Addressing scalability concerns

In addition to (considerable) practical difficulties, it’s worth thinking about the scalability of this proposal to very advanced AI capabilities. Would we encounter new problems that are exacerbated as capabilities increase?

This requires thinking about theoretical questions, though there may also be complementary empirical work. This section lays out some of those directions, which I’ll examine at more length in a future post. For the most part, these represent concerns with soundness.

Manipulation resistance: This proposal involves training AI systems to produce explanations that the user will approve of. As our AI systems become increasingly sophisticated, they may find unintended ways to cause the user to express approval.

The main check against this concern is that the user can consult with a community of AI systems; before interacting with the system A the community of AI users has already have interacted with many very-slightly-less-powerful AI systems, and during interaction with A each user can consult other comparably-powerful AI systems.

We might divide these concerns into two classes: those that are recoverable   e.g. an attempt by A to deceive the user (which might be addressed by an appropriate rebuttal by B or by another approval-directed agent) — and those that are unrecoverable  e.g. a threat to the user or an attack that compromises the user’s hardware, causing them to register approval without consulting agent B.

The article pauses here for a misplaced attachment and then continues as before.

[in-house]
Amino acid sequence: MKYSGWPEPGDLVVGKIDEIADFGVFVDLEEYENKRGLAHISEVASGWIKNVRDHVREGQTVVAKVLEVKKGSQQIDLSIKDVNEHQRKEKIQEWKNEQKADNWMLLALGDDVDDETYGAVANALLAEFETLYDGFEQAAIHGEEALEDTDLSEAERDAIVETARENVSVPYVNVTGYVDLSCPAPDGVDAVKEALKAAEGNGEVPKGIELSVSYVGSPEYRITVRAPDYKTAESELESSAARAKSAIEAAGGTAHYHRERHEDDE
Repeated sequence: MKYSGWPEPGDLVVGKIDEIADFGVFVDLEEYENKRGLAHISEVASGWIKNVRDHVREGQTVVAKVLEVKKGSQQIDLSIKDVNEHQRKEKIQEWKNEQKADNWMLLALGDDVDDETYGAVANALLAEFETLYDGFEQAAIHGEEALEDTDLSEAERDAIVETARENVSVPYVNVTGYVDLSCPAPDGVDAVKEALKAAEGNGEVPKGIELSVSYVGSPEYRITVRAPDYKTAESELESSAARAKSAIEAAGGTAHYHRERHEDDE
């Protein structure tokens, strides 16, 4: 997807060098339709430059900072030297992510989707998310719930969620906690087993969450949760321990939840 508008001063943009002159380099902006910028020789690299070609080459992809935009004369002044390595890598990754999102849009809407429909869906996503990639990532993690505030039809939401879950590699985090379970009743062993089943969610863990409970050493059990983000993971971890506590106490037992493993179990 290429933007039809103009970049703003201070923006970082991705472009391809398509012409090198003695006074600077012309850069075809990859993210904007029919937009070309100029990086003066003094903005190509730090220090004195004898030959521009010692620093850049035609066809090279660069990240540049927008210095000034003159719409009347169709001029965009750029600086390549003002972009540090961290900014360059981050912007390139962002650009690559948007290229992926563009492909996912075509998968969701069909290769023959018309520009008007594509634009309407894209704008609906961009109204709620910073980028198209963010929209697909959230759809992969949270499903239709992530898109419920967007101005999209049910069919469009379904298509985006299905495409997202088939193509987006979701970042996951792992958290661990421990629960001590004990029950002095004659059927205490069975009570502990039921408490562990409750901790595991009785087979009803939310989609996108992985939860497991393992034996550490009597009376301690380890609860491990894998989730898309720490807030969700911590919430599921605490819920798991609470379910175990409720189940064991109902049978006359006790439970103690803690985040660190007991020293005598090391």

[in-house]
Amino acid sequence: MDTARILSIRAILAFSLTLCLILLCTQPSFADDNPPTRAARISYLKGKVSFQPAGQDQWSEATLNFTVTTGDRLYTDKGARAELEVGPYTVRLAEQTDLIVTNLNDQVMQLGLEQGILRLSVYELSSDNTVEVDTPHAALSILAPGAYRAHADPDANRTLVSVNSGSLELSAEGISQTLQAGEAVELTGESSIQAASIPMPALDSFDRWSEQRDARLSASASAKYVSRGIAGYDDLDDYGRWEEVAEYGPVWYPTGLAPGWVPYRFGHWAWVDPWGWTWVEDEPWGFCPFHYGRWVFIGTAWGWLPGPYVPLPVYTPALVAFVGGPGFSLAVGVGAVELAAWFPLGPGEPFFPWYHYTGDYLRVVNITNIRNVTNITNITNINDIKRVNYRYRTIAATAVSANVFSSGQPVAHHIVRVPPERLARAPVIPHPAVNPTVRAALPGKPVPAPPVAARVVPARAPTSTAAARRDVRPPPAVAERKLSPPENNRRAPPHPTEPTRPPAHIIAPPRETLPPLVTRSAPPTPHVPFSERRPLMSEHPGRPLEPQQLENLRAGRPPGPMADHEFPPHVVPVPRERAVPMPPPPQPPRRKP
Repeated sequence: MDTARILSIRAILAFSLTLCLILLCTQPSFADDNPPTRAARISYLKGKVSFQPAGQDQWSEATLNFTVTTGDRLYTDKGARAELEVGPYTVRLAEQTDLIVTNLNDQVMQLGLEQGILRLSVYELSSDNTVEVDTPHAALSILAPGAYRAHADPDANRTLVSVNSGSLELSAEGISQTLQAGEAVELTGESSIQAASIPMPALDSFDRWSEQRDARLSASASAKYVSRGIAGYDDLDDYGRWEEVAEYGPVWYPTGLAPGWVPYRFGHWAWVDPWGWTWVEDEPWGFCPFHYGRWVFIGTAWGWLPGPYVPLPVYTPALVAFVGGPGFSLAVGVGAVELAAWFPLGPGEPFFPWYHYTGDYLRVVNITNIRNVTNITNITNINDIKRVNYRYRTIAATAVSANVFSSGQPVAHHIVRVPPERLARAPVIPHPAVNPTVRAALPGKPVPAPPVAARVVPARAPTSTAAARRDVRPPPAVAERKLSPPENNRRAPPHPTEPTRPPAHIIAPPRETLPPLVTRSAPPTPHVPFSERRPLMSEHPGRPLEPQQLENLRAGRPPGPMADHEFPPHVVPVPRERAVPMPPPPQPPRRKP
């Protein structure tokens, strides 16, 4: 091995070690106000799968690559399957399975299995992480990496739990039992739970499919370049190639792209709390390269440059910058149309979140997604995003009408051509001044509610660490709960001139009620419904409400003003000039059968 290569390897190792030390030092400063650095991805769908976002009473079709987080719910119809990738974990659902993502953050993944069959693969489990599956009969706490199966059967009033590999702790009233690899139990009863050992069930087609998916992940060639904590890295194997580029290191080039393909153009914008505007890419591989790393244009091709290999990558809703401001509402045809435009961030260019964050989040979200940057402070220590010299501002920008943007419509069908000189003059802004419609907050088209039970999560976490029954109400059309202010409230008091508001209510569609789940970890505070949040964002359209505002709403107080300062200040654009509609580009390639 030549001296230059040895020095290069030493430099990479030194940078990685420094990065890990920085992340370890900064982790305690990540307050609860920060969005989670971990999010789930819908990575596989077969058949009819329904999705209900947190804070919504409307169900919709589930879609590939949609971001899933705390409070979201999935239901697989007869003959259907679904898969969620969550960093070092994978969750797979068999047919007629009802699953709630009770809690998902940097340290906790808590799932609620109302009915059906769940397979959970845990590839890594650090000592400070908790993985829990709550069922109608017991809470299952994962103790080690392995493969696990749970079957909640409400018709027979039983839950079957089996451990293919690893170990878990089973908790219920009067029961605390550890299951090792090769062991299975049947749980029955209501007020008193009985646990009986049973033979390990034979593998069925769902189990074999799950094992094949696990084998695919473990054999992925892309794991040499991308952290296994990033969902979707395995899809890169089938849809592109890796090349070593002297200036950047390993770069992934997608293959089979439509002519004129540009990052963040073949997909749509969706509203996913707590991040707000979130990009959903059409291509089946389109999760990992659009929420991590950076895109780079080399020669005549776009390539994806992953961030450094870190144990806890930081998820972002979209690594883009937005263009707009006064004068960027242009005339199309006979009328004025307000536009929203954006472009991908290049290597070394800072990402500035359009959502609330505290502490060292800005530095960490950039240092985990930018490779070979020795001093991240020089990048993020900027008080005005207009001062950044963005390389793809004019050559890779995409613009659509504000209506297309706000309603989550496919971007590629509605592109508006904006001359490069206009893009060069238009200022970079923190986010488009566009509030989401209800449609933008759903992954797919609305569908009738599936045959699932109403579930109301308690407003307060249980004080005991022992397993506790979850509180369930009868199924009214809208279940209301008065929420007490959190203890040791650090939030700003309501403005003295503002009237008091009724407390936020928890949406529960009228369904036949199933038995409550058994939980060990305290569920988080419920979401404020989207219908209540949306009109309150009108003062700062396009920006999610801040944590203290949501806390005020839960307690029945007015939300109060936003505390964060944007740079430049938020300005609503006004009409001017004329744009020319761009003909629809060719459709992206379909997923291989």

It’s unclear how robust our proposal is to these kinds of attacks, once the AI systems are significantly more intelligent than their users. This is a question that can be considered in much more detail. It could also be addressed by using mimicry instead of approval-direction (see above) or by having an appropriate internal organization rather than using reinforcement learners as black boxes (see below).

Simulations and inductive definitions: All systems along these lines define the “correct” behavior in terms of what the human user “would have done.” Intuitively this may give safe behavior, but there is no formal argument in some cases we may get surprising results.